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MGM Apartments, LLC v. Mid-Century Ins. Co.

Court of Appeals of Iowa

January 23, 2014

MGM APARTMENTS, LLC, an Iowa Limited Liability Company, Plaintiff-Appellant,
v.
MID-CENTURY INSURANCE COMPANY, Defendant-Appellee

Editorial Note:

This decision has been referenced in a "Decisions Without Published Opinions" table in the North Western Reporter.

Appeal from the Iowa District Court for Pottawattamie County, Timothy O'Grady, Judge. This case comes before the court on appeal from the district court's order granting summary judgment in favor of Mid-Century Insurance Company and adverse to MGM Apartments, LLC.

Robert Livingston and Richard Crowl of Stuart Timley Law Firm, L.L.P., Council Bluffs, for appellant.

Jason Miller and Harry Perkins III of Patterson Law Firm, L.L.P., Des Moines, for appellee.

Heard by Vogel, P.J., and Mullins and McDonald, JJ.

OPINION

McDONALD, J.

This case comes before the court on appeal from the district court's order granting summary judgment in favor of Mid-Century Insurance Company (" Mid-Century" ) and adverse to MGM Apartments, LLC, (" MGM" ). The district court held that a loss suffered by MGM was excluded from coverage under an apartment owner's policy sold by Mid-Century to MGM. We affirm the judgment of the district court.

I.

MGM owns apartments located in Council Bluffs, Iowa. MGM purchased an apartment owner's insurance policy from Mid-Century to insure the apartment complex from the period of February 18, 2011 to February 18, 2012. In the summer of 2011, ground water levels around the apartment complex became unusually high. On or about July 7, 2011, these water levels caused a sewage lift station near the apartment complex to fail, which resulted in sewage backflow and water infiltration damage to the apartment complex. MGM submitted a claim under the policy to Mid-Century. Mid-Century denied the claim on the grounds that the loss was an excluded cause of loss pursuant to two exclusions in the policy.

MGM filed this action. In its amended petition, MGM asserted a claim for breach of contract arising out of Mid-Century's denial of MGM's claim. MGM also asserted a claim for coverage under the doctrine of reasonable expectations. Mid-Century filed its motion for summary judgment, arguing that several policy provisions unambiguously excluded coverage for MGM's loss. These exclusions related to loss caused directly or indirectly by earth movement, water, mudslide, mudflow, wear and tear, rust, corrosion, decay, deterioration, settling, cracking, and mechanical breakdown. Mid-Century further argued that the doctrine of reasonable expectations was not applicable here. In its resistance to summary judgment, MGM argued only that an exception to the earth movement exclusion applied and coverage should be extended pursuant to the doctrine of reasonable expectations. MGM did not address the other exclusions raised by Mid-Century. The district court addressed only the earth movement exclusion; held that the exception to the earth movement exclusion did not apply and that MGM's loss was thus excluded; held that MGM failed to create a triable issue of fact under the doctrine of reasonable expectations; and granted Mid-Century's motion for summary judgment.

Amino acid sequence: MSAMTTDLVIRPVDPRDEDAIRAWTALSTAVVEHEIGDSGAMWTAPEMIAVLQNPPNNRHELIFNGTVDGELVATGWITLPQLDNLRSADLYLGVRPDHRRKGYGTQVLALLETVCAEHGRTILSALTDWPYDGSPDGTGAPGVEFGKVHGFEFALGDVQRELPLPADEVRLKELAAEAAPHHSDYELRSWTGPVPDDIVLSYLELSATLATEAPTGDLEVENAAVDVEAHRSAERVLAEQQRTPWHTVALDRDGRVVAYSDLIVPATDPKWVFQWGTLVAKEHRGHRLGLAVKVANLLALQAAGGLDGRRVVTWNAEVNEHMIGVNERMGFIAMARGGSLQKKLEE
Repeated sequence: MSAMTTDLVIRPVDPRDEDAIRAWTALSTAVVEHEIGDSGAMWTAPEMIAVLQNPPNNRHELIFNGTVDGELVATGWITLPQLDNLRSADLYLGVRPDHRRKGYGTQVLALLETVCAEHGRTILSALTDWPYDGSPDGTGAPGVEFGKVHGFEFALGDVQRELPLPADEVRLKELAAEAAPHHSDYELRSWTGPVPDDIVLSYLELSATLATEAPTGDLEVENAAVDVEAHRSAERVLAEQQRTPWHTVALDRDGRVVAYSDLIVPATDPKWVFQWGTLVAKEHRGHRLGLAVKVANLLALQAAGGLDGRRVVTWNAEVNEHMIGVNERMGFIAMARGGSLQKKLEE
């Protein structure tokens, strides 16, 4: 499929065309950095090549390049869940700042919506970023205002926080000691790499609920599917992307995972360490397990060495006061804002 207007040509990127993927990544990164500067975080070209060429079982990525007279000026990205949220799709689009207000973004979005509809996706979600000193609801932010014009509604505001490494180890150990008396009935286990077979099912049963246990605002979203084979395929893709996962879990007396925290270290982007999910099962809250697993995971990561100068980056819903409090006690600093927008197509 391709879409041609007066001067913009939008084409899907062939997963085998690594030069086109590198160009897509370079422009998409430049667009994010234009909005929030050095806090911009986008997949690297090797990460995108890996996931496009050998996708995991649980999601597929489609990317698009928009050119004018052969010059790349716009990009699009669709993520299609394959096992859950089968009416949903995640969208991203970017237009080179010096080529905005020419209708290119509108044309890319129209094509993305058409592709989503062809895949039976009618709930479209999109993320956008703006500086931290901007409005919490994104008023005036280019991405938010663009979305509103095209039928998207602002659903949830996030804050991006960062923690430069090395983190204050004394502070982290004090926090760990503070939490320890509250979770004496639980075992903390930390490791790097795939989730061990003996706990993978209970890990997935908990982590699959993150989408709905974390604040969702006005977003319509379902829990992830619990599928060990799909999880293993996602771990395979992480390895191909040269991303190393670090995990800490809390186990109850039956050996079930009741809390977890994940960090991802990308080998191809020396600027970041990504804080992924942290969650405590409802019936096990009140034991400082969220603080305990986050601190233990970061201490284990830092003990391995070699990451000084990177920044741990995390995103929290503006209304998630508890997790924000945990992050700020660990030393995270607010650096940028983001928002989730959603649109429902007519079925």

II.

We review the district court's grant of summary judgment for corrections of errors at law. See Boelman v. Grinnell Mut. Reins. Co., 826 N.W.2d 494, 500 (Iowa 2013). Summary judgment should be granted only " if the pleadings, depositions, answers to interrogatories, and admissions on file, together with the affidavits, if any, show that there is no genuine issue as to any material fact and that the moving party is entitled to a judgment as a matter of law." Iowa R. Civ. P. 1.981(3). The party seeking summary judgment has the burden of establishing that the facts are undisputed and that the party is entitled to judgment as a matter of law. See Estate of Harris v. Papa John's Pizza, 679 N.W.2d 673, 677 (Iowa 2004). When a motion for summary judgment is made and properly supported, however, the opposing party may not rest upon the mere allegations or denials of the pleadings. See Iowa R. Civ. P. 1.981(5); Bitner v. Ottumwa Cmty. Sch. Dist., 549 N.W.2d 295, 299 (Iowa 1996). Instead, the resisting party must set forth specific, material facts, supported by competent evidence, establishing the existence of a genuine issue for trial. See Iowa R. Civ. P. 1.981(5); Bitner, 549 N.W.2d at 299.